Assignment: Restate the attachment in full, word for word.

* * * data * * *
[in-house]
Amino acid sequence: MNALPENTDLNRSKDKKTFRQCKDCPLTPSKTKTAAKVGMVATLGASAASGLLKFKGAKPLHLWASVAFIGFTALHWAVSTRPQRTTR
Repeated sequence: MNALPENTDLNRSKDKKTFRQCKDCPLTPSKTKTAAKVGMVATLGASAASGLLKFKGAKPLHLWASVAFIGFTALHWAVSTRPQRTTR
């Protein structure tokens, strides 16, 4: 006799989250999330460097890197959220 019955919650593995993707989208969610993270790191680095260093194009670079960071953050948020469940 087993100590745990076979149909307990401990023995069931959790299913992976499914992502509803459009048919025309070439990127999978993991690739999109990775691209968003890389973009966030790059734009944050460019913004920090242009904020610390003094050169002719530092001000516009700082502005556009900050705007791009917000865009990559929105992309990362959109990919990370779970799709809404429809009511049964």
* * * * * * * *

[in-house]
Amino acid sequence: MNALPENTDLNRSKDKKTFRQCKDCPLTPSKTKTAAKVGMVATLGASAASGLLKFKGAKPLHLWASVAFIGFTALHWAVSTRPQRTTR
Repeated sequence: MNALPENTDLNRSKDKKTFRQCKDCPLTPSKTKTAAKVGMVATLGASAASGLLKFKGAKPLHLWASVAFIGFTALHWAVSTRPQRTTR
């Protein structure tokens, strides 16, 4: 006799989250999330460097890197959220 019955919650593995993707989208969610993270790191680095260093194009670079960071953050948020469940 087993100590745990076979149909307990401990023995069931959790299913992976499914992502509803459009048919025309070439990127999978993991690739999109990775691209968003890389973009966030790059734009944050460019913004920090242009904020610390003094050169002719530092001000516009700082502005556009900050705007791009917000865009990559929105992309990362959109990919990370779970799709809404429809009511049964």